ESE EJA CULTURAL LANDSCAPES AND LAND RIGHTS (Bolivia and Peru)

 

Excerpt of the map showing the areas of traditional use and settlement along the Heath (Sonene) River, on the border settlement between Peru and Bolivia. Design and layout: J. Traboulsi The Project for the Reconstruction of the Ese Eja Ancestral Territory Proyecto de Reconstrucción del Territorio Ancestral Ese Eja) was developed by the regional indigenous federation of Madre de Dios, Peru (FENAMAD, Federación Nativa del Madre de Dios) in close collaboration with PPI, in order to help the Ese Eja document their history within their ancestral lands--most of which now fall under three natural protected areas in Peru (Parque Nacional Bahuaja-Sonene, Reserva Nacional Tambopata-Candamo) and Bolivia (Parque Nacional Madidi).
 Using a wide range of approaches, including social cartography and community video, the project seeks to actively engage Ese Eja from different generations and communities in processes of recovery, dialogue and exchange, both internally, and with environmental managers and external agents linked to the national parks and to Ese Eja ancestral lands.

Since 2005 PPI has helped developed capacities among the Ese Eja and their representative organization in Peru, FENAMAD, to produce and edit their own video materials and community maps.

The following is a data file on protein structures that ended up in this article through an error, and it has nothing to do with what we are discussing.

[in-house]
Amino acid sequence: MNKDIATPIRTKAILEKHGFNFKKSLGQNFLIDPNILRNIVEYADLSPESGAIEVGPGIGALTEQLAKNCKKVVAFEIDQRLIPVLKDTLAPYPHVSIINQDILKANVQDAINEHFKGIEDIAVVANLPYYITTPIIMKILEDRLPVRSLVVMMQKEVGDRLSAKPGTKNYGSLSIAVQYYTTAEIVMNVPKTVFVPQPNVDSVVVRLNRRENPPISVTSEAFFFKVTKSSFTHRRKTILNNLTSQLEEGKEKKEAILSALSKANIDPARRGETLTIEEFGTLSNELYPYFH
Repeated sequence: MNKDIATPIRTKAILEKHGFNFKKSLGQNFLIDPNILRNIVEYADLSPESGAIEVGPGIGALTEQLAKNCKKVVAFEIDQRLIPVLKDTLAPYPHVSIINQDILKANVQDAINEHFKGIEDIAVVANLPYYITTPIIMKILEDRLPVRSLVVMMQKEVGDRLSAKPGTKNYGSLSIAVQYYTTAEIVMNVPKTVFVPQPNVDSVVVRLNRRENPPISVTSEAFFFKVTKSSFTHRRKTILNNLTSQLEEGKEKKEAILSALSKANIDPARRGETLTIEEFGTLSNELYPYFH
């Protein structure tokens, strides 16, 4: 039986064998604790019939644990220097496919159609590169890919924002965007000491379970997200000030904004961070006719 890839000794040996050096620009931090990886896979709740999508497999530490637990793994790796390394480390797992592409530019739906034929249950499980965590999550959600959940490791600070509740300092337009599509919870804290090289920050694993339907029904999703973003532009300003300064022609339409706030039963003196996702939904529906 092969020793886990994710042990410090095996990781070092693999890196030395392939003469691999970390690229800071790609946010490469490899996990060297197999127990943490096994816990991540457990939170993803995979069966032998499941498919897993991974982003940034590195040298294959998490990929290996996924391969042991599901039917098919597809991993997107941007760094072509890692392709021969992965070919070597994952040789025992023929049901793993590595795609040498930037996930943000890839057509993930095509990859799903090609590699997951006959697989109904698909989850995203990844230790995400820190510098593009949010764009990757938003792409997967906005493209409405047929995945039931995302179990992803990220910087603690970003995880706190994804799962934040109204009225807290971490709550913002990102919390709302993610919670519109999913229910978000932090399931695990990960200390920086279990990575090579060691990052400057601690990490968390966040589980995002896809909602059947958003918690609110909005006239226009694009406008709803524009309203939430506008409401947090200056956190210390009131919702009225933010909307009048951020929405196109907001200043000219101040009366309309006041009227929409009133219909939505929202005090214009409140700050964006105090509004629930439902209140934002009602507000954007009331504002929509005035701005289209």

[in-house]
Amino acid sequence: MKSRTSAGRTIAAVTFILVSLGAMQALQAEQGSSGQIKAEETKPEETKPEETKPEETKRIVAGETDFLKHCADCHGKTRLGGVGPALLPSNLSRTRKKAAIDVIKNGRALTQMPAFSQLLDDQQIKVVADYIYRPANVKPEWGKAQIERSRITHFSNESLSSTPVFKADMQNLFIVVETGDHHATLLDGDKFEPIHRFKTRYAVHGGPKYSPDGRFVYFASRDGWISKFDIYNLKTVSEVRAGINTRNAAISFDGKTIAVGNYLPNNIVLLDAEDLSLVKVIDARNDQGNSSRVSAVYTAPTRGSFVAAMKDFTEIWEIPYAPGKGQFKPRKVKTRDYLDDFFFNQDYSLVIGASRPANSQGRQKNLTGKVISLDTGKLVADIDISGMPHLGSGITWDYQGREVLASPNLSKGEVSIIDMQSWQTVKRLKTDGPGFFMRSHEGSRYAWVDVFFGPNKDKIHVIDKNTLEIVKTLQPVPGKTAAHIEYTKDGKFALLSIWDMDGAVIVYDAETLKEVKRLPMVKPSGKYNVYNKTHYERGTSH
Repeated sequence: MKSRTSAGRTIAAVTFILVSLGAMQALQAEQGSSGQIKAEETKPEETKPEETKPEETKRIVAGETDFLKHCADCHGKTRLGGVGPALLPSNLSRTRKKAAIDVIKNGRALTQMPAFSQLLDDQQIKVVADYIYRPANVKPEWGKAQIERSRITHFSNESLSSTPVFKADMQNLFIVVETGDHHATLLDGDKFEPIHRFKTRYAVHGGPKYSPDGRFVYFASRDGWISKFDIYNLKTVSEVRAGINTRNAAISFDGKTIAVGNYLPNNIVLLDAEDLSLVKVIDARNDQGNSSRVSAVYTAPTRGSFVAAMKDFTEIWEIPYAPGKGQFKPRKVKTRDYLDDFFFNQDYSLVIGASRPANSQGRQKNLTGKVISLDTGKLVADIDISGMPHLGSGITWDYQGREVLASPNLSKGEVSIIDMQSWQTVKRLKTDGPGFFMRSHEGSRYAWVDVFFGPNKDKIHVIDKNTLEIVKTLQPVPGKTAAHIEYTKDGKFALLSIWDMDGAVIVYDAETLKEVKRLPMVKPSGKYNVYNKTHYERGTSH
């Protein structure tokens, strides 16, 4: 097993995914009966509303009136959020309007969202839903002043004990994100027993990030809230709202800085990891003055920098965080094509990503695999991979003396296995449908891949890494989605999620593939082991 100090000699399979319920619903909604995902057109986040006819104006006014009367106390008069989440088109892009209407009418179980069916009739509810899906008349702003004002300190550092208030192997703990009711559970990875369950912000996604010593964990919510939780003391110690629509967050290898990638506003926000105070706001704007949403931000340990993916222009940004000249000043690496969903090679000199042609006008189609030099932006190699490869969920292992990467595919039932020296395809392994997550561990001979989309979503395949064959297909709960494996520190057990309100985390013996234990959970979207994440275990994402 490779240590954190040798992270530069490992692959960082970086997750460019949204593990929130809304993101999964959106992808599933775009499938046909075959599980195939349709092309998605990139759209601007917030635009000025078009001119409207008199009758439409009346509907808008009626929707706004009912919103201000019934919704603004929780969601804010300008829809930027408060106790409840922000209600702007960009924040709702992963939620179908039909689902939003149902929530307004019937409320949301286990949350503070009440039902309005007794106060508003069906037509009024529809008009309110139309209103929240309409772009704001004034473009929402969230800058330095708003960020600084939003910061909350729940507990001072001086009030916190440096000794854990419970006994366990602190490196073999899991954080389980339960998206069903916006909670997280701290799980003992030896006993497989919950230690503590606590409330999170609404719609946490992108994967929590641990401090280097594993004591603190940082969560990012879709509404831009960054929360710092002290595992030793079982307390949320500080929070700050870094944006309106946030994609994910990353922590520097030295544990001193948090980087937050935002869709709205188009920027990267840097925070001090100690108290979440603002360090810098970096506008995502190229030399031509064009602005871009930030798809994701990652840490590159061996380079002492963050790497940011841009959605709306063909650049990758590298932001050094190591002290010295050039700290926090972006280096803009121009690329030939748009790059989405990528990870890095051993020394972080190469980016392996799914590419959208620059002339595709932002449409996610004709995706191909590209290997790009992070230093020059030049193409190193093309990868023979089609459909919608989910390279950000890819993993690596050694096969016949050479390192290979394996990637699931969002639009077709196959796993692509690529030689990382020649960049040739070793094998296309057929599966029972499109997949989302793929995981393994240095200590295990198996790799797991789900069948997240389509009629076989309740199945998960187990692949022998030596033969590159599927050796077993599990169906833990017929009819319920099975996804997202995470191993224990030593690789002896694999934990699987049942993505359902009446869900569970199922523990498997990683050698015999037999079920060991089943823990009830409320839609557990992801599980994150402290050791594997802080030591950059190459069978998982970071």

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... editing video on cultural landscapes. Photos: M. Alexiades

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Manrique Huajohuajo filming and....

 

 

 

 

 

 

 

 PPI is also helping the Ese Eja re-establish and consolidate links among displaced and fragmented groups across the international border between Peru and Bolivia. A workshop, held in Cobija (Bolivia), for example, brought together Ese Eja delegates from Peru and Bolivia to discuss issues relating to their ancestral territory and to exchange experiences in community video and mapping of cultural landscapes. As part of this process the Ese Eja and their representative organisations have embarked on a campaign to regain legal rights to an area of land on the Bolivian side of the border, adjacent to Peruvian communities, and within ancestrally occupied lands, ultimately seeking to create bi-national indigenous territory adjacent to the aforementioned national parks.

Viewing of community video, Beni River, Bolivia. Photo: M. Alexiades Peruvian and Bolivian Ese Eja discussing issues relating to their ancestral homeland in the Heath River, First International Encounter of the Ese Eja Peoples, Cobija, Bolivia, August 2006. Photo: M. Alexiades